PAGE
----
Seasonal hazards Print E-mail
News - Rubrieke
Friday, 07 December 2018 10:18
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Dr Liesel van der Merwe is a small animal medicine specialist. Send her your questions: This e-mail address is being protected from spambots. You need JavaScript enabled to view it .

Dr Liesel van der Merwe

Summer holidays are here and with it the risks pets experience . . . long trips and hot days, fireworks and getting lost.

There are two reputable microchip identification companies in South Africa. When implanting a microchip you need to be clear why you are doing it. Is it purely for identification purposes for pet passports? Or is it also for recovery purposes if your pet goes missing. Without a reliable data base a microchip is meaningless for recovering lost pets. Both Identipet® and BackHome® have excellent website and phone apps with background support so that none of your information goes missing and it will always be available on-line to the veterinarian or shelter where you lost pet ends up. 

They have also improved their service in that the system will immediately alert you that your pet has been found. These apps can also take any medical history for your pet as well as indicate the pet’s local vet practice so that your pet can be transported there if you’re not available.

You can ‘migrate’ all your pets onto the same system if you are using a combination of suppliers in your pet family. An additional tip is to place a collar with an ID tag as well as tags indicating that a microchip is placed.

How to make a thunder shirt

It is very hot and humid at the moment. Dogs lose heat via evaporation from breathing – the mouth and throat. Dogs at risk for heat stroke are those with flat noses and ‘crowded’ throats, which are inclined to snore.

They can’t breathe sufficiently to allow evaporation when they are exposed to external temperature increases. Humidity decreases the amount of evaporation, so even if they are not in full sun, they can still develop heat stroke.

Keep pets cool and schedule activity for early morning and late evenings. Make sure your kids are aware of the risks of playing with them in the heat of the day. I have seen some nifty jackets which are designed to cool dogs via evaporation.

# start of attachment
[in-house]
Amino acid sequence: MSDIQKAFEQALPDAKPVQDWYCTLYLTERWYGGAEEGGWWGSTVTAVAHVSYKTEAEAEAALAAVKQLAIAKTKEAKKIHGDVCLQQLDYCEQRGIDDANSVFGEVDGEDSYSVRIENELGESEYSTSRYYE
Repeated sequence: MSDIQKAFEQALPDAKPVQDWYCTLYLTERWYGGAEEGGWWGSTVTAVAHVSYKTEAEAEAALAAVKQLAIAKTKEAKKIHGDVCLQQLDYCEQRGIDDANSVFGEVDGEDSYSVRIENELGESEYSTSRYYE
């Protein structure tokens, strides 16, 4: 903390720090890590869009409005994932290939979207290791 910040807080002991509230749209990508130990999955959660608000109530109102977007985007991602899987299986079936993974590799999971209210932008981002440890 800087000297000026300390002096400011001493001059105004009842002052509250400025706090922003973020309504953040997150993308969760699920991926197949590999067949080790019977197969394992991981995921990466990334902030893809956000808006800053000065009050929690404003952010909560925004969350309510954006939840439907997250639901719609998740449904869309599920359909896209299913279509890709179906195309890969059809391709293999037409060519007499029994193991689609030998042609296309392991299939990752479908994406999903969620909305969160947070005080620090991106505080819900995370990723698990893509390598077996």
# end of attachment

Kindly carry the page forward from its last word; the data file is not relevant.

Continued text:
If your dogs seem to be overheated, immediately take them to a cool tiled area. Wet them to the skin with cool water (not ice cold) and place a fan across them to encourage evaporation. Alcohol on the skin also works very well to cool by evaporation.

Additionally wrap ice blocks in cloth or paper and place them in the groin and armpits to cool the blood down in the major blood vessels. If you make the entire dog very cold you cause vasoconstriction and actually decrease heat loss. Get your dog to a vet as soon as possible, as they often need IV fluids after a severe event and can go into organ failure.

Another seasonal hazard is fireworks. If your dog is scared, then you need to make a safe dark den area. Start medication early on – alprazolam is an excellent anxiolytic for this purpose, which you can get from your veterinarian. There are also some herbal calming medications available. Make sure you try them out before you actually need them to see if they work. Individual animals vary greatly in response to these medications.

Applying pressure to certain areas on the body also seems to make a big difference. You can buy a Thundershirt®, which straps on and applies a gentle pressure to your dogs, which they find calming.

You can also make a thunder shirt by wrapping a piece of preferably stretchy cloth around your dog in a specific way. I have tried this on my Boerboel and have found it to be very effective, combined with an anxiolytic.

Watch out for big glass windows and devils fork fences. We see lots of injuries to pets as they try to escape the noise. 

I hope you all have a happy, peaceful and safe holiday season with your friends and family.


© 2020 Die/The Bronberger